International Film Festival had once again managed to bring some of the more
polarizing films of world cinema to the Second City for the 49th consecutive
year. This year’s lineup was particularly dark in nature, from crude historical
narratives (James Gray’s The Immigrant,
Steve McQueen’s 12 Years A Slave) to
timely, devastating documentaries (the border crossing Purgatorio, the brotherly survival tale in Kenya’s Tough Bond). For all of its variety,
this year’s Chicago film fest found itself hovering over the theme of the
self-projected artifice, which was explored in three grossly differentiating

You see, unlike most marquee U.S. film festivals such as
Sundance or SXSW, the Chicago International Film Festival has done a consistent
job of flying just below the radar of mainstream but several cuts above other
notable film festivals. Sure, there are “movie stars” who make appearances at
opening night and certain gala events, but the main crux of the Chicago Film
Fest is focused on its usually impressive program of world cinema. The fest’s
red carpet schmoozing takes a backseat to the discovery of new artistic voices
from international films that would be hard to find stateside.

Consider the above-mentioned Mexican film, Heli. For most of its running time, the
camera is deliberate in its movements. Slow pans reveal awful imagery: a boot
pressed against a man’s face, a man being forced to roll face down over human
vomit, and the devastating reunion of a woman with her husband after he was
savagely beaten. These images are all the more powerful because the characters
in the narrative are desperately trying to fool themselves into thinking they’re
bound to escape or even create a new life. In the violent landscape ruled by
the drug cartel, these poor Mexican peasants are disillusioned at best. In an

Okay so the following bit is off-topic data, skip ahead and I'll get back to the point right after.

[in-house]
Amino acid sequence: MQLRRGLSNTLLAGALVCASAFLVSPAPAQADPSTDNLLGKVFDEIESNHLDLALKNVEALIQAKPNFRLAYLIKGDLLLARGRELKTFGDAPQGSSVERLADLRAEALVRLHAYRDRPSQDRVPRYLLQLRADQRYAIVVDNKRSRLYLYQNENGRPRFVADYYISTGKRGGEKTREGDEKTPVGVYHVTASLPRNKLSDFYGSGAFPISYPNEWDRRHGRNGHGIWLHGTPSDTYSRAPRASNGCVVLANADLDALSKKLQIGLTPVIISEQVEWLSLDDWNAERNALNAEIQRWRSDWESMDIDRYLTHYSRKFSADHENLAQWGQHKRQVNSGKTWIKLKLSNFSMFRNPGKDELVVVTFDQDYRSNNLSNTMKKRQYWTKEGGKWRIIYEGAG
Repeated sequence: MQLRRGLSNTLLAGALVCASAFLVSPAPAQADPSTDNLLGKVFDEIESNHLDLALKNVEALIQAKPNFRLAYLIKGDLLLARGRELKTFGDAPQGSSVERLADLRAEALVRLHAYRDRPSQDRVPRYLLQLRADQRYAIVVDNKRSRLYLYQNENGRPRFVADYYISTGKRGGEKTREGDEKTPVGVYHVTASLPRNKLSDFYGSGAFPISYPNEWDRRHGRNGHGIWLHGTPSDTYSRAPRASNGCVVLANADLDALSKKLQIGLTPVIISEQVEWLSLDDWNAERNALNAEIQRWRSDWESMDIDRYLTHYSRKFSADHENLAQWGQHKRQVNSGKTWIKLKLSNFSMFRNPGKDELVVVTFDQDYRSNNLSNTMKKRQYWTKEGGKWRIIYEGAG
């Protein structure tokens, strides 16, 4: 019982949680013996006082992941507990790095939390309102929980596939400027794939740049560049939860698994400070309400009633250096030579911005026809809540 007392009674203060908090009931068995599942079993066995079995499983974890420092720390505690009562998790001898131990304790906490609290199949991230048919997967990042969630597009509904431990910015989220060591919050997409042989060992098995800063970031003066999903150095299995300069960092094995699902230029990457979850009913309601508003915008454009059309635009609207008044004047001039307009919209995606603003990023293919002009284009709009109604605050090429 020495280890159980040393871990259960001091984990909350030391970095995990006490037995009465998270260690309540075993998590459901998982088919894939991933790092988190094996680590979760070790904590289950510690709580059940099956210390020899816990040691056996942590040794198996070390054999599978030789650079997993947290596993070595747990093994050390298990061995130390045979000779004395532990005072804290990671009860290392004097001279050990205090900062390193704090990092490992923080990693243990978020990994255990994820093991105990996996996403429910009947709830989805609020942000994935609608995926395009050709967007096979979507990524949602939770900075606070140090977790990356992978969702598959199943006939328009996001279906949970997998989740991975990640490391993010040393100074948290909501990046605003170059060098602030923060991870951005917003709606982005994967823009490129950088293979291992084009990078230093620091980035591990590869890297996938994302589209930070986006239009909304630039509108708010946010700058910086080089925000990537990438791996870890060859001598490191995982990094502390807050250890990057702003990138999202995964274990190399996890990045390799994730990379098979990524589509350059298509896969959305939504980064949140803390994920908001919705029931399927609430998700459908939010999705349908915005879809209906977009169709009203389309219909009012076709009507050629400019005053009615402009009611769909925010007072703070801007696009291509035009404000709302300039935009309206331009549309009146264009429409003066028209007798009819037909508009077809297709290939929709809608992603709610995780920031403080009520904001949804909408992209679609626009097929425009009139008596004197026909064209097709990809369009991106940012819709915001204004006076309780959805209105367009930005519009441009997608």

early scene, the protagonist’s wife visits a local psychic in hopes of hearing
the possibility of a new venture or at least to give validity to her current
situation. Later, during the film’s gruesome torture scene, a group of
adolescents in the background gleefully plays their American video games on
consoles. At one point, a young boy whips out his cell phone to film a victim
being tortured with fire and thinks out loud about the idea of uploading the
footage to YouTube. It’s that self-projected artifice—that daily routine to
dilute the horrors of one’s reality—which is what’s really striking about Heli. Lots of drug films have shocking
violence, but few observe the nameless people at the peripheries of the
screen’s frame and examine their ways of coping with their environment.

Sometimes this artifice is therapeutic. Part of the
festival’s documentary program, Rithy Panh’s The Missing Picture shows us one filmmaker’s in the 70s transcendent
retelling of his unfathomable childhood experience as a prisoner of the Khmer
Rouge in Cambodia by way of hand-made art; rather than relying solely on
historical archival footage, Panh used small whittled-down clay figures as
stand-ins for a majority of the film’s recreations. The title of the doc
resonates exponentially as the simple toy-like sets suddenly become vessels for
ghostly imagery. We can only imagine how the scenes played out in real life and
thus are forced to project our own anxieties and shock onto the stoic faces of
the tiny clay models on the screen. The effect is heartbreaking and, more
importantly, is never played for gimmickry. 

Finally, taking a hard right turn from subject matters of
drug cartels and Cambodian genocide, we land at the Cannes Palme d’Or winner,
France’s Blue Is The Warmest Color,
directed by Abdellatif Kechiche—which was one of Chicago’s festival highlights
to be sure. Centered on a remarkable lead performance by Adèle Exarchopoulos, Blue chronicles several years in the
relationship of a lesbian couple. Exarchopoulos, the youngest of the pair, has
to carefully micromanage each of her self-projected artifices. At her high
school, she “dates” a male classmate in order to ward off any suspicion or
prejudice toward her actual sexuality from her peers. At home, she deceives her